Cities Are Approaching This Amazon RFP All Wrong

Caught up in the chaos, we should be looking at the Amazon RFP completely different.

by Nick Bowden, Better Planning / September 12, 2017
Amazon's office in downtown Seattle flickr/Robert Scoble

The lunacy is in the logic, not the desired outcomes.

I’m deeply interested in cities, so I found Amazon’s announcement of HQ2 quite interesting. As did every city leader and elected official in the country. The prospect of luring Amazon and 50,000 jobs had them salivating. After wiping their mouths and picking up their jaws, they quickly took to social media to proclaim their interest and qualifications. As I’m sure Amazon intended, the RFP generated enormous positive press and mass speculation, predicting and analyzing where HQ2 might end up.

The potential outcomes are tantalizing:

  • Recognition from one of the most respected and innovative companies in the world that your city is where they want to locate a second headquarters.
  • 50,000 high quality, well-paid jobs.
  • Some multiple of supporting jobs in retail (ironic), restaurants and ancillary services.
  • Significant infrastructure upgrades, with a likely emphasis on transit and alternative transportation.
  • A beautiful corporate campus that serves as an anchor of business activity.

Talk about legacy-making stuff for an elected official. Every city should absolutely desire these outcomes, but at what cost? Second, and equally important, why did it take an RFP from Amazon to spur cities into these kinds of discussions?

What’s it all worth?

For those people who say the incentives are just the cost of doing business in this situation, I say, $10B is just the cost of doing business? Early estimates, based on recent incentive packages for GE, Apple, Facebook, and FoxConn, project this deal could command between $9 billion-$11.5 billion incentive packages. That’s everything from land to infrastructure to tax abatement. That’s simply the incentive package, the price of admission. That doesn’t include any ongoing costs associated with all of the new infrastructure required. Notably, and one detail often not mentioned, deals that include tax abatement can negatively impact public school districts who rely on local taxes for funding.

And what about the cost of time? Presumably, 100 or so cities will spin their wheels and crank out responses to the RFP. This effort will include all kinds of creative accounting and justification and involve the most important people inside of these agencies, for an extended period of time. Cities are in the business of RFPs, so they should know better than anyone, if you find out about an RFP that day it’s released, you’ve got no chance at winning. That’s not how these things work. It’s inconceivable that Amazon hasn’t already spoken with the small number of places it’s interested in locating HQ2. No one, particularly a private company that has a history of being relentless in the pursuit of efficiency, wants to go through an RFP process.

A natural conclusion one might draw is that Amazon want to ensure that their preferred location(s) are truly providing the very best offer. There’s not better way to find out than creating a heralded competition between cities. Wouldn’t it be fascinating, in the spirit of open data, if every submission was public? Imagine if every elected official and city leader knew that the enormous package they were offering was going to be seen by everyone; competing cities and their local residents. How might that change the response?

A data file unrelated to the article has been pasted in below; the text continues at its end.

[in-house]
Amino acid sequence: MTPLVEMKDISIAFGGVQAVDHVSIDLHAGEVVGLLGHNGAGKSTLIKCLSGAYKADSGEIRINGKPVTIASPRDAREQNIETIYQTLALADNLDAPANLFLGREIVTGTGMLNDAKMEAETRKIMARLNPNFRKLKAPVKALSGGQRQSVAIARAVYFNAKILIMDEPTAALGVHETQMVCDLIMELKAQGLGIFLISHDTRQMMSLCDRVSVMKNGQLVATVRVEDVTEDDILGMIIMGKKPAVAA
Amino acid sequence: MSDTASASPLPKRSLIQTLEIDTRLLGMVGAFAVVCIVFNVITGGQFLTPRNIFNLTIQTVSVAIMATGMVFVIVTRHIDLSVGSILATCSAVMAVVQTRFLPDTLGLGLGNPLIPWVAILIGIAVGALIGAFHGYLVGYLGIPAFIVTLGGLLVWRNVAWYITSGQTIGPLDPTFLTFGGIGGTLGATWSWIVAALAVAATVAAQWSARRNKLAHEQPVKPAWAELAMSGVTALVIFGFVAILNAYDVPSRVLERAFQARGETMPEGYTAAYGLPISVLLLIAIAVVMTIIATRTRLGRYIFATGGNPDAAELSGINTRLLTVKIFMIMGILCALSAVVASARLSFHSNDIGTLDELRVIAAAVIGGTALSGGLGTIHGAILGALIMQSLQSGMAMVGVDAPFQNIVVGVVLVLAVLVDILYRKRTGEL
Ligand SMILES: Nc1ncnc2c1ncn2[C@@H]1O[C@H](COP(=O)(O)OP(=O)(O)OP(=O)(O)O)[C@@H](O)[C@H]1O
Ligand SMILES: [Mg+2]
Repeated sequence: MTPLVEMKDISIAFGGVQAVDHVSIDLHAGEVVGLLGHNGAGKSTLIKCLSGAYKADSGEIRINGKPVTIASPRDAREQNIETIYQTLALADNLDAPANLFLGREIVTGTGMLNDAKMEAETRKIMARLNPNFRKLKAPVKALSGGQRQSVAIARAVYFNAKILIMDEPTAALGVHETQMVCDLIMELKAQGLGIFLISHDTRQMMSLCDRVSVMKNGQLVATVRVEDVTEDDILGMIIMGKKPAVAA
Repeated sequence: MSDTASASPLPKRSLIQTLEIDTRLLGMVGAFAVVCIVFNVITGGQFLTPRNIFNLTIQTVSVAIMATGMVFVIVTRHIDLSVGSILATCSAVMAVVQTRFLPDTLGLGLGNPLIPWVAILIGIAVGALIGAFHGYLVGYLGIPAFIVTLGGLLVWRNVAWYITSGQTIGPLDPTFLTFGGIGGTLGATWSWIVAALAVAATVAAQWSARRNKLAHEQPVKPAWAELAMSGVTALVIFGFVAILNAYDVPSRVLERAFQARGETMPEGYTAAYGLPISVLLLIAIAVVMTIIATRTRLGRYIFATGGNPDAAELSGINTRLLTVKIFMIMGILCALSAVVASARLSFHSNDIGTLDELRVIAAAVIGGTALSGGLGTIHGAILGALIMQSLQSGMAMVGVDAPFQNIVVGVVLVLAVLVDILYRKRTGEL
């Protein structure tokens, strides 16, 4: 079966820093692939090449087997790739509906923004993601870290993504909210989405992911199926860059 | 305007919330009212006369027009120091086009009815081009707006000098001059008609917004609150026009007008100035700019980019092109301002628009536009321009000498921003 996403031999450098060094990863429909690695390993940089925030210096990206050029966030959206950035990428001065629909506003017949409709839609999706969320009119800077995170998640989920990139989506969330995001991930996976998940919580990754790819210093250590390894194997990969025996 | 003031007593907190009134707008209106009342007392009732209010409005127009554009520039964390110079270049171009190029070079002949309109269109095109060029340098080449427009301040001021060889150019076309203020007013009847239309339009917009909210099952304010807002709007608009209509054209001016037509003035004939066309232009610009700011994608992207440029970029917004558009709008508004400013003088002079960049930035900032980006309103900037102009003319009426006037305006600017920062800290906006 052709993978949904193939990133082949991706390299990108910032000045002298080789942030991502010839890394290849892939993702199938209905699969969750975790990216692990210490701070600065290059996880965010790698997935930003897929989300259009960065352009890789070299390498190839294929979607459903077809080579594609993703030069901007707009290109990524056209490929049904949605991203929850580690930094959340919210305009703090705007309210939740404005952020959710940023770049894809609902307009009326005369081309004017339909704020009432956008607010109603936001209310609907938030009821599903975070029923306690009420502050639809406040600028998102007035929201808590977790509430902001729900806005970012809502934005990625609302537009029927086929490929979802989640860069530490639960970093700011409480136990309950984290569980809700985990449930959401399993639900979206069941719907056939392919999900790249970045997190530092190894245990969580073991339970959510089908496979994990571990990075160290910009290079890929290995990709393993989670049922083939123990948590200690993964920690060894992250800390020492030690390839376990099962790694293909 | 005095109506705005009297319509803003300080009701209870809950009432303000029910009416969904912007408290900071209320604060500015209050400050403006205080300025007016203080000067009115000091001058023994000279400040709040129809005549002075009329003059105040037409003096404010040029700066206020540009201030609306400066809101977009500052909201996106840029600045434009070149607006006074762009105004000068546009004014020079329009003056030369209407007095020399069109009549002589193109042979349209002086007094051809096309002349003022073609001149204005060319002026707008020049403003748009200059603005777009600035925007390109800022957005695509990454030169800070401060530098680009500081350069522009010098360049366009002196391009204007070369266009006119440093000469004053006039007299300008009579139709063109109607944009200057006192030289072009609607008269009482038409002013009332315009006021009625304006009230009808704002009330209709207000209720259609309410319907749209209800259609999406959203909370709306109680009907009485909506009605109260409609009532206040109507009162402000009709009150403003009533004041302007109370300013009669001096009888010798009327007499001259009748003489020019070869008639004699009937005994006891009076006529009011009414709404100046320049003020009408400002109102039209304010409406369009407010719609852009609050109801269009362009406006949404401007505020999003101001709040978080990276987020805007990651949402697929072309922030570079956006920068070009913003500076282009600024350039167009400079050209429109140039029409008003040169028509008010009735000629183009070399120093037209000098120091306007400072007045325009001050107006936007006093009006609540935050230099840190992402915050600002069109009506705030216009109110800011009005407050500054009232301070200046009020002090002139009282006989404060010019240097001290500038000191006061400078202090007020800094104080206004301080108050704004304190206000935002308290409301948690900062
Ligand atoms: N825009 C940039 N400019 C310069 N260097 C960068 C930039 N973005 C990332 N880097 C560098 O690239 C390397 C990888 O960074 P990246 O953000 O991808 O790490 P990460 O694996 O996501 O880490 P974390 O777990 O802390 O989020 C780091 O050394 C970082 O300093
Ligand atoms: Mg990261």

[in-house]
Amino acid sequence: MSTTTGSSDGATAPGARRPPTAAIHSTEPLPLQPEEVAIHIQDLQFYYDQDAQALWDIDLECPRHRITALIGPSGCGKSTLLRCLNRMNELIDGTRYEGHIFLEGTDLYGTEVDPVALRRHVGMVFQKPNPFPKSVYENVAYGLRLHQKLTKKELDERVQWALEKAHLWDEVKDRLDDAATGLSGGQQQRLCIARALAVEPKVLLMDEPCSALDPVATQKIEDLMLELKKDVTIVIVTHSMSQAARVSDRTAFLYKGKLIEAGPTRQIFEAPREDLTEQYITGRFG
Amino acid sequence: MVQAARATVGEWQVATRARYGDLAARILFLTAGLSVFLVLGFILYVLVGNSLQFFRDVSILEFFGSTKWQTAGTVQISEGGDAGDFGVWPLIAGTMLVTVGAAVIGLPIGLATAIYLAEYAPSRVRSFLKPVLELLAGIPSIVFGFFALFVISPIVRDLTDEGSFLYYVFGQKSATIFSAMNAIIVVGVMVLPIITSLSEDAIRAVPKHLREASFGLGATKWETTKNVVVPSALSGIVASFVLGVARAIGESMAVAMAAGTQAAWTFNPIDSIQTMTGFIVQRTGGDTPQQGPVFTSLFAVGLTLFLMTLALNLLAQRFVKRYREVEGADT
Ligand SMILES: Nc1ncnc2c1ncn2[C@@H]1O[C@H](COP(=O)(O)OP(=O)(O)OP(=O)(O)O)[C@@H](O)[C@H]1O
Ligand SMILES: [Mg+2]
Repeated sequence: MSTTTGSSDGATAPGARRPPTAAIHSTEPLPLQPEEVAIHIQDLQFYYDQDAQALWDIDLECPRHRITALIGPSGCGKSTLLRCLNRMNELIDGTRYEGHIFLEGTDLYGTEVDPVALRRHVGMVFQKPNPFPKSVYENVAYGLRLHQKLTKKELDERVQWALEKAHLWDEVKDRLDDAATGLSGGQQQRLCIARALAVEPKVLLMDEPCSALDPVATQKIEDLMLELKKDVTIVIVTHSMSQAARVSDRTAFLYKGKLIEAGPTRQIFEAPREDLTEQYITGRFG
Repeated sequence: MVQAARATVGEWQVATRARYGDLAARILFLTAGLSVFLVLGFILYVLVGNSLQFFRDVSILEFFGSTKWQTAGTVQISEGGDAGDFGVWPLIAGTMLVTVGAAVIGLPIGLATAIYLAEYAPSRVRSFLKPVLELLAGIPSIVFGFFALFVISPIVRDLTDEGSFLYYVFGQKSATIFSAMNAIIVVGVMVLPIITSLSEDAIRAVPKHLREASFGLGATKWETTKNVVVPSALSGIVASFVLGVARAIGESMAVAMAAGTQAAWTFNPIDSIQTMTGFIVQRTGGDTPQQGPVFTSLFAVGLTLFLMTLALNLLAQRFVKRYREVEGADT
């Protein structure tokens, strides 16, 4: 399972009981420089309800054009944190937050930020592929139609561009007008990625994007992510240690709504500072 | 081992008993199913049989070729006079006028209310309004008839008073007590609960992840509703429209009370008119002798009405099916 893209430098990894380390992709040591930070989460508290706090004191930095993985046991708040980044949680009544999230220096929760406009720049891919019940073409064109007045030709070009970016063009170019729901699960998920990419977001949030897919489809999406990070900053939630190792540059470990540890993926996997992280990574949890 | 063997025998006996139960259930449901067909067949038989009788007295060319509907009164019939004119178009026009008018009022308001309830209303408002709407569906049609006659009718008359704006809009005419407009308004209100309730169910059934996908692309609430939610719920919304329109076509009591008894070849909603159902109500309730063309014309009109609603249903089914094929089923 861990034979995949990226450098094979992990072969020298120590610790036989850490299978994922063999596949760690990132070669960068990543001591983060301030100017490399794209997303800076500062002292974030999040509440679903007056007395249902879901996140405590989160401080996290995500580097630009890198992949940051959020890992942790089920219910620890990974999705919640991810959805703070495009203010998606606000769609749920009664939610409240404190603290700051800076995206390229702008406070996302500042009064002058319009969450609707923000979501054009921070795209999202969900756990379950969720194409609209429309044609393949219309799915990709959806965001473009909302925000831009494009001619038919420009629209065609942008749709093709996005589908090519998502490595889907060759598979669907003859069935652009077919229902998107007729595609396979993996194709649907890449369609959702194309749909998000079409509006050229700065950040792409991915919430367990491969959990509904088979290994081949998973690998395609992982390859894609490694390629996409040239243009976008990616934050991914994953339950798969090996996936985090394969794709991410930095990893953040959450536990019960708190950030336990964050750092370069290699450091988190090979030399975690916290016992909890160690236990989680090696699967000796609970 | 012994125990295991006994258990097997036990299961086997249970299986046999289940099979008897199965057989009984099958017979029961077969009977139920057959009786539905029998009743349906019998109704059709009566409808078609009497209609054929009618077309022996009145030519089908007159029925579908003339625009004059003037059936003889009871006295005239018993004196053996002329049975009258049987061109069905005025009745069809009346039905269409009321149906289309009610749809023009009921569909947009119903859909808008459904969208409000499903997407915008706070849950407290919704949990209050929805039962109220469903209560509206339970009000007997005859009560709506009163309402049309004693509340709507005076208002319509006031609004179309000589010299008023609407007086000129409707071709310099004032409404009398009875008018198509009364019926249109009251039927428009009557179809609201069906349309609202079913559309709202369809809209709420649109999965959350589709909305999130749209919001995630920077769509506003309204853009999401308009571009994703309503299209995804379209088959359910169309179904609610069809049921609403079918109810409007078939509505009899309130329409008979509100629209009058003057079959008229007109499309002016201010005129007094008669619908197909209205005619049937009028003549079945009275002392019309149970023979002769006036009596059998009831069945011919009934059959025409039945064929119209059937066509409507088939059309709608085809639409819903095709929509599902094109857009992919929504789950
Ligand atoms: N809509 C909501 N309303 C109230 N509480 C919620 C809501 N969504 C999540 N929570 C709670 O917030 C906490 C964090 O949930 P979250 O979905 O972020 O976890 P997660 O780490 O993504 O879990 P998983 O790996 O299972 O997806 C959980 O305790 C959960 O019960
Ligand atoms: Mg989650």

What’s the alternative?

Powerball jackpots are certainly one way to build wealth, however, I don’t know of many people whose primary strategy for obtaining wealth is buying Powerball tickets. Games of chance, particularly ones with very long odds, are generally met with proportionate effort. When that once-in-a-lifetime jackpot presents itself, we might buy a ticket, but we don’t abandon the plan we have in place. All of this Amazon hoopla got me thinking, do cities have explicit plans for adding 50,000 jobs over the next 20 years? Yeah yeah, I know every city wants to add jobs and every city has plans. What I am talking about is an explicit plan, that has all of the effort and energy and incentives cities are willing to give to Amazon, but dedicated to home-growing the same outcomes.

Thinking about adding 50,000 jobs is too hard to fathom. Let’s break it down to something easier to understand. What if one of these cities, instead of responding to the Amazon RFP, took that $10B and applied it to home-growing 1,000 new companies with 50 employees each? That would yield many of the same outcomes, but feels more like a day job and less like a Powerball ticket. In effect, we (city) are committed to enabling and retaining the next Amazon instead of racing to the bottom for the current Amazon.

I know a ton of startups that would accept any or all of the following benefits:

  • Free land or office space
  • Free or nearly free utilities
  • Free and improved infrastructure, like transit and bike lanes
  • No local or state employee taxes

I’d also being willing to bet that any city who said, we will do whatever it takes to enable and recruit any company who has aspirations of starting or growing to 50 employees over the next 20 years, would generate sufficient press and likely have a flood of interest. I get it, building things from the ground up, particularly things that take a generation or more is hard. Comparatively, responding to an RFP (even when you know you can’t win) is really easy.

Just like Powerball, there will only be one lucky HQ2 winner. For the rest of you cities, what’s that wealth-building day job going to look like?

This story was originally published on Better Planning.